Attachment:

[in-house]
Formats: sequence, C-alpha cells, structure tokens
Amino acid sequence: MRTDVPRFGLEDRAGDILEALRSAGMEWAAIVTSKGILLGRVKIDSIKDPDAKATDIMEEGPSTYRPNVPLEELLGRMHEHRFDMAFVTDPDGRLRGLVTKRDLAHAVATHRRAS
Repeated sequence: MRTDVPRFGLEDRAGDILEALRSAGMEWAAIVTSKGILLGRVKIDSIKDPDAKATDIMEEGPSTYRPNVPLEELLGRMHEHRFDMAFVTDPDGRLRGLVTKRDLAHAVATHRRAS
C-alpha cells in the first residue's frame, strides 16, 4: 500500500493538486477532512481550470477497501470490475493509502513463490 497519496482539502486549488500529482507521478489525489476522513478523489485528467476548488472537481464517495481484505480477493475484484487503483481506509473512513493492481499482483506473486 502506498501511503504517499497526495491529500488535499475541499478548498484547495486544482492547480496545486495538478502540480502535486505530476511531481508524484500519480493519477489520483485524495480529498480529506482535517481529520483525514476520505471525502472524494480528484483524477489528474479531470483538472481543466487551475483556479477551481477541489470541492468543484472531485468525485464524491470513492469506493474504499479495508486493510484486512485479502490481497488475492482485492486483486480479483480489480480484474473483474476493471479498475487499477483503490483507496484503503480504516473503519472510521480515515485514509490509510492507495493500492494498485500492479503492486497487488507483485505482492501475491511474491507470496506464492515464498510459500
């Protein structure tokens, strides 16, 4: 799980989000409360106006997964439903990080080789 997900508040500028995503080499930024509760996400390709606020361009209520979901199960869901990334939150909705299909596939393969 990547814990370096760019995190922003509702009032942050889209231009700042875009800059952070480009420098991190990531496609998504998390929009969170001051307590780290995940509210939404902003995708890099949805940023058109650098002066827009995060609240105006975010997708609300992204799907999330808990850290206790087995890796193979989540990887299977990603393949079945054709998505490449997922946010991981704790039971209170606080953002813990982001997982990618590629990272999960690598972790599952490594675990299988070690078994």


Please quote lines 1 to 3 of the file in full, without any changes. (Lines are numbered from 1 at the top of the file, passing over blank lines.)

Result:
[in-house]
Formats: sequence, C-alpha cells, structure tokens
Amino acid sequence: MRTDVPRFGLEDRAGDILEALRSAGMEWAAIVTSKGILLGRVKIDSIKDPDAKATDIMEEGPSTYRPNVPLEELLGRMHEHRFDMAFVTDPDGRLRGLVTKRDLAHAVATHRRAS